If the shock sensor 26 is set at a highly sensitive level, it will detect any attempt to remove any one of golf clubs 20. However, this invention also provides a means of further insuring that an attempt to remove a club will certainly set off shock sensor 26. This is accomplished by means, best illustrated in FIG. 4, of a strap 46 that is similar to strap 34 in most respects. Strap 46 has a first end 48 and a second end 50. The strap is affixed to the interior 52 of golf bag tubular sidewall 12 such as by means of a screw 54, and thus strap 46 remains semi-permanently secured to the interior of golf bag 10A.
A slot 56 is formed in sidewall 10 adjacent upper open end 14. The second end 50 of strap 46 extends through slot 56 so that the second end is exterior of the bag. A first Velcro member 58 is attached to one surface of strap 46 adjacent the second end 50. A second Velcro member 60 is formed on the exterior surface of housing 26 adjacent slot 56.
Using the system of FIGS. 2 and 4, a user, after setting his golf bag to rest as shown in FIG. 2, can loop strap 46 around the shaft portions 22 of clubs 20 extending upwardly from the bag. The strap second end 50 can then be drawn with sufficient tension to gently secure the clubs in a cluster and the second end 50 is secured to the Velcro second portion 60. In this way, clubs 20 are retained within the bag in such a way that the possibility of one of the clubs being removed from the bag without actuating shock sensor 26 is substantially eliminated.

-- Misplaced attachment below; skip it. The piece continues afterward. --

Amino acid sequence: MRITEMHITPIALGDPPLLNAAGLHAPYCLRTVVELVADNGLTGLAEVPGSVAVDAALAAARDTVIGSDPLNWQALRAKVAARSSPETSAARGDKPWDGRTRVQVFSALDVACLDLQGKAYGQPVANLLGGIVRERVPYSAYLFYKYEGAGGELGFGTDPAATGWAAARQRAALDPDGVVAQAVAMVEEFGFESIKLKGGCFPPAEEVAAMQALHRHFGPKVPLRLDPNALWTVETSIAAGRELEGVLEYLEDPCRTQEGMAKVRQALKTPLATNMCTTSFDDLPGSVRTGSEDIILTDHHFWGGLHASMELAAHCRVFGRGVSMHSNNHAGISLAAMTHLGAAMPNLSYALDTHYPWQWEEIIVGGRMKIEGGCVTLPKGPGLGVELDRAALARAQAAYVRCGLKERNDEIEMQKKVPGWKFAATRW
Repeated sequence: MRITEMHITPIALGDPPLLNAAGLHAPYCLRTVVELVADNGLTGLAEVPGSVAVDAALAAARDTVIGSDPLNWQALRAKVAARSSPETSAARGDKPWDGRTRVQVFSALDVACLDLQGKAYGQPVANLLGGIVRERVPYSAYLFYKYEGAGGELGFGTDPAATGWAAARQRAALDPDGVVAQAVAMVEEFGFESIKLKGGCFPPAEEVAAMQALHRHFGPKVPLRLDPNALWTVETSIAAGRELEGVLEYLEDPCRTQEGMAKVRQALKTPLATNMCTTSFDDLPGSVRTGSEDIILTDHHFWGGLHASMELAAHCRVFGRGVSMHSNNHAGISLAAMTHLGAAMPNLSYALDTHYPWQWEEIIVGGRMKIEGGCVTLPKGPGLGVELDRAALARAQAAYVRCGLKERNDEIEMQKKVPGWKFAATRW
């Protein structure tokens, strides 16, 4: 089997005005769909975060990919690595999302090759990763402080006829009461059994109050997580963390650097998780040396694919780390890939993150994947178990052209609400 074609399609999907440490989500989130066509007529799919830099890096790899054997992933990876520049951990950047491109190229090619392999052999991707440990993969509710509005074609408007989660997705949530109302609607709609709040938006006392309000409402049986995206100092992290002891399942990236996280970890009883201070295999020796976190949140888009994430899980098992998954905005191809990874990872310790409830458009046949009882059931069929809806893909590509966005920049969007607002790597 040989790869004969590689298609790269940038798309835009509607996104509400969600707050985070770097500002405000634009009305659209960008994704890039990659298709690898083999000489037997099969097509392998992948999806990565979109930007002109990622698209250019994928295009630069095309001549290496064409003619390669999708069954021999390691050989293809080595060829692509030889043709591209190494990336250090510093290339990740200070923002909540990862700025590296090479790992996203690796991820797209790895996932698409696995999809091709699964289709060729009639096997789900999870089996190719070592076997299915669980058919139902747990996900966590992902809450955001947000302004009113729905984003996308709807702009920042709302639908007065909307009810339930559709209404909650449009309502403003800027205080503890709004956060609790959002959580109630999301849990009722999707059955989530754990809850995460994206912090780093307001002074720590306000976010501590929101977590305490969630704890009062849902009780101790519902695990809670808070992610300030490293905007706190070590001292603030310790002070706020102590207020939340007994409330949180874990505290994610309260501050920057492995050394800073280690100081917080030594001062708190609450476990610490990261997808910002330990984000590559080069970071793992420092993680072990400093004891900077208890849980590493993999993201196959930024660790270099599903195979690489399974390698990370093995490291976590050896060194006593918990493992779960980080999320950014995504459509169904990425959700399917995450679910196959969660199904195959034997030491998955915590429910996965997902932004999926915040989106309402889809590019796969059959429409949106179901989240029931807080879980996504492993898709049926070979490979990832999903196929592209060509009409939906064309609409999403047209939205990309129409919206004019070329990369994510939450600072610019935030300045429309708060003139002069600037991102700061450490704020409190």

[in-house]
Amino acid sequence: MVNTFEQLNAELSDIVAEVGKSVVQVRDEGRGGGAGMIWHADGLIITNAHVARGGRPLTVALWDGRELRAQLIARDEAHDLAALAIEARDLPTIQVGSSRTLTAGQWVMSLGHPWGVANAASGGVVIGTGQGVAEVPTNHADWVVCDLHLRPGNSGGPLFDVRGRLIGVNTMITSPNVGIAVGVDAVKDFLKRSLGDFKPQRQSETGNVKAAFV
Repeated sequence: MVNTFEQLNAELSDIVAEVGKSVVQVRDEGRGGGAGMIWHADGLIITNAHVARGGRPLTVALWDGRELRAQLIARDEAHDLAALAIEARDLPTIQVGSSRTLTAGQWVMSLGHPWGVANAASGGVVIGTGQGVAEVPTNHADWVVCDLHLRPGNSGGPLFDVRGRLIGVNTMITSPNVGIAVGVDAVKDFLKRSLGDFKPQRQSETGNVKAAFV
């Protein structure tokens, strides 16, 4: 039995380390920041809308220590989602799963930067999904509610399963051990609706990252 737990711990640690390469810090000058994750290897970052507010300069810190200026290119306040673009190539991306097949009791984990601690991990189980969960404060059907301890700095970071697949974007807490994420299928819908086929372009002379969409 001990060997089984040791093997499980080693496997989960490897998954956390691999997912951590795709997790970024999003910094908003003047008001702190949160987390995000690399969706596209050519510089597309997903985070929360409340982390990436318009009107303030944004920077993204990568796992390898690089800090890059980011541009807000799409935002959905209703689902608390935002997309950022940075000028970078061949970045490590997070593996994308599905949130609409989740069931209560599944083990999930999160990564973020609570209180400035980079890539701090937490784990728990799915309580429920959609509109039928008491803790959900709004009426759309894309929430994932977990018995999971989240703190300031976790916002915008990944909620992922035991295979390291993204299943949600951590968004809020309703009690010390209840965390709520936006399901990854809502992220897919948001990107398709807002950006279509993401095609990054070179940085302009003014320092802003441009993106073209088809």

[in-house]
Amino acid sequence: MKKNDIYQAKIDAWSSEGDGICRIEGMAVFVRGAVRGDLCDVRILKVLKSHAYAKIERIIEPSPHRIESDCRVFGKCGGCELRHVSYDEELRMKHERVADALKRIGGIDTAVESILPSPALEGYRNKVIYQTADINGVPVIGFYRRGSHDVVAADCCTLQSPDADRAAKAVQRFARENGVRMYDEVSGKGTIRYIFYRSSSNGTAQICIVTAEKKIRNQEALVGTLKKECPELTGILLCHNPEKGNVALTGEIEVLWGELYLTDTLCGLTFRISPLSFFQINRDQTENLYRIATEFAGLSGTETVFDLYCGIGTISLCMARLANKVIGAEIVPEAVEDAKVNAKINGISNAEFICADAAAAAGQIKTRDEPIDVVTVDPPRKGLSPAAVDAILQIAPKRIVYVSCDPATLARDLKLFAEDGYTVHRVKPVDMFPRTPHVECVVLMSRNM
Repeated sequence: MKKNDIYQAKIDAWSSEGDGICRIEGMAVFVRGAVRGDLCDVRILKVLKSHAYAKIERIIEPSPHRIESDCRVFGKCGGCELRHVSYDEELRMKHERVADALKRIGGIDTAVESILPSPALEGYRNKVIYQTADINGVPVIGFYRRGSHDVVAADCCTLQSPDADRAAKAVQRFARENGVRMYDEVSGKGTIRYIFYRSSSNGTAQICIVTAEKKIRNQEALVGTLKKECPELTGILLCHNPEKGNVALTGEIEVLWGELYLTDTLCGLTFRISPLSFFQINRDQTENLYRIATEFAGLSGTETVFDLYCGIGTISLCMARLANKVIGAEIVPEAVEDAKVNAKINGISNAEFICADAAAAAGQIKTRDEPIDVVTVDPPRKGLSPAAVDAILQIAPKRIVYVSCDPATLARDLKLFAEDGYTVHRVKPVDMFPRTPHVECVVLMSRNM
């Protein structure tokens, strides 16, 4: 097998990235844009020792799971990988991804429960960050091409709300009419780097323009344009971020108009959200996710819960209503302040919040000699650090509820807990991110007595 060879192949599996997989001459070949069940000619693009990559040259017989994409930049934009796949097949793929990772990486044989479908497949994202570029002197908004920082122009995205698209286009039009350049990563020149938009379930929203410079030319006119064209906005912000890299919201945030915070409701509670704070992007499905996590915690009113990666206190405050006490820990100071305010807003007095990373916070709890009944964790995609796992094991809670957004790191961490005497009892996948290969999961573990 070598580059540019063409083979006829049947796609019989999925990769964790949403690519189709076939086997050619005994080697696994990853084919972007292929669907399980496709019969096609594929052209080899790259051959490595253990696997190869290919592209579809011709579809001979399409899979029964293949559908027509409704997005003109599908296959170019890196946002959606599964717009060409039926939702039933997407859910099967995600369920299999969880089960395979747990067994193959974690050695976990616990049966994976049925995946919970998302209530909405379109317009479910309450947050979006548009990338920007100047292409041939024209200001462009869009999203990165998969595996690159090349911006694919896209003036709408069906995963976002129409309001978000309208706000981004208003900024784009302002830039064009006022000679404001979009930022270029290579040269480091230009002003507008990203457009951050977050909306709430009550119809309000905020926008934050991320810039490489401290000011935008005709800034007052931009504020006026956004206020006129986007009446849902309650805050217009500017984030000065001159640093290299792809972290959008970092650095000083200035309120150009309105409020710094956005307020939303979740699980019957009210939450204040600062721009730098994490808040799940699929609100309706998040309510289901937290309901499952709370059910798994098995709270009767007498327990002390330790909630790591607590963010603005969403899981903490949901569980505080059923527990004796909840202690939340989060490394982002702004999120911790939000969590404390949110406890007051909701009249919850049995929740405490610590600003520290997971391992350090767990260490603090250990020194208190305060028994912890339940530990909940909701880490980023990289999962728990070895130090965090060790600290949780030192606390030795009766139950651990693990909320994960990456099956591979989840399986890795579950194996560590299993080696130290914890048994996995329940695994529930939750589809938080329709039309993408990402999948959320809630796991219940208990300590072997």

The use of strap 46 with its Velcro portions 58 and 60 in combination with the slot 56 formed in the bag can be an independent source of security with or without shock sensor 26, that is, with the provision of strap 46 as illustrated in FIG. 4, the golf bag owner can very quickly form the strap around the clubs extending from the bag so that removing one or more of the clubs can not be quickly accomplished. Of course, a thief could disconnect the Velcro attachment to loosen the strap and remove a club or clubs if a shock sensor 26 is not employed, however, this requires the thief to undertake additional steps and therefore increases the possibility that theft will be noticed. A thief, noticing that preliminary steps are necessary before clubs can be removed, will be discouraged from such activity.
A typical golf bag has pockets or pouches provided to receive spare golf balls, tees, coins and other personal items. While such pockets or pouches are not illustrated it is apparent that the concepts of this invention would guard against theft of items stored in such pockets or pouches.
The claims and the specification describe the invention presented and the terms that are employed in the claims draw their meaning from the use of such terms in the specification. The same terms employed in the prior art may be broader in meaning than specifically employed herein. Whenever there is a question between the broader definition of such terms used in the prior art and the more specific use of the terms herein, the more specific meaning is meant.
While the invention has been described with a certain degree of particularity, it is manifest that many changes may be made in the details of construction and the arrangement of components without departing from the spirit and scope of this disclosure. It is understood that the invention is not limited to the embodiments set forth herein for purposes of exemplification, but is to be limited only by the scope of the attached claim or claims, including the full range of equivalency to which each element thereof is entitled.
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|U.S. Classification||340/568.6, 206/315.3|
|International Classification||A63B55/00, E05B73/00, E05B45/00|
|Cooperative Classification||E05B73/00, A63B55/00, E05B45/005|
|European Classification||E05B73/00, E05B45/00C|
|Oct 3, 2000||REMI||Maintenance fee reminder mailed|
|Mar 11, 2001||LAPS||Lapse for failure to pay maintenance fees|
|May 15, 2001||FP||Expired due to failure to pay maintenance fee|
Effective date: 20010311